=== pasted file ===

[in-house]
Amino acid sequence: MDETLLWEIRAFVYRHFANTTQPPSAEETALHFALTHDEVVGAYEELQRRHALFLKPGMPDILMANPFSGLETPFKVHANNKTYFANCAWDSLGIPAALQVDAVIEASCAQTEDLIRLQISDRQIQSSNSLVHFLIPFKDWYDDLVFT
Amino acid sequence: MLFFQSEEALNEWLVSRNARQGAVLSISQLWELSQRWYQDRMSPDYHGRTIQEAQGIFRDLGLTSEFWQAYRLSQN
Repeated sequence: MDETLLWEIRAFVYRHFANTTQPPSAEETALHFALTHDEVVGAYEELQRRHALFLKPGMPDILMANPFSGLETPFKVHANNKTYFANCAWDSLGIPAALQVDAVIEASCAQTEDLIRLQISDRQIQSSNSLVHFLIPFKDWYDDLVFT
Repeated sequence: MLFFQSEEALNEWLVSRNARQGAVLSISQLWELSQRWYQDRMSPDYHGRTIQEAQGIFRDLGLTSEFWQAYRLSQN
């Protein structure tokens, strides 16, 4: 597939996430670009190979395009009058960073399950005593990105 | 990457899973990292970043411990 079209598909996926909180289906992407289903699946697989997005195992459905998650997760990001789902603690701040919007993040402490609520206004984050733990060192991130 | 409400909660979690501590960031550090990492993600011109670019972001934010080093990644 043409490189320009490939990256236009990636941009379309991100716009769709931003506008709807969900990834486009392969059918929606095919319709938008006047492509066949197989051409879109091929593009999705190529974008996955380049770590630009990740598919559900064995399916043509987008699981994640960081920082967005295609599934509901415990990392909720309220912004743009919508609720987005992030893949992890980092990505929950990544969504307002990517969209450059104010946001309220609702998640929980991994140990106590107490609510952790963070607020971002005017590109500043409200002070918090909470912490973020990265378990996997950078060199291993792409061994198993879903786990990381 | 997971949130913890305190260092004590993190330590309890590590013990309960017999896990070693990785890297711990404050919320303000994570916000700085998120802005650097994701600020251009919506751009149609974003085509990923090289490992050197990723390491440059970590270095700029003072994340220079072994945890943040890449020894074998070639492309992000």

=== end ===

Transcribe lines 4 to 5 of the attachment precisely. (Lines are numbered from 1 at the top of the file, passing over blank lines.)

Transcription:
Repeated sequence: MDETLLWEIRAFVYRHFANTTQPPSAEETALHFALTHDEVVGAYEELQRRHALFLKPGMPDILMANPFSGLETPFKVHANNKTYFANCAWDSLGIPAALQVDAVIEASCAQTEDLIRLQISDRQIQSSNSLVHFLIPFKDWYDDLVFT
Repeated sequence: MLFFQSEEALNEWLVSRNARQGAVLSISQLWELSQRWYQDRMSPDYHGRTIQEAQGIFRDLGLTSEFWQAYRLSQN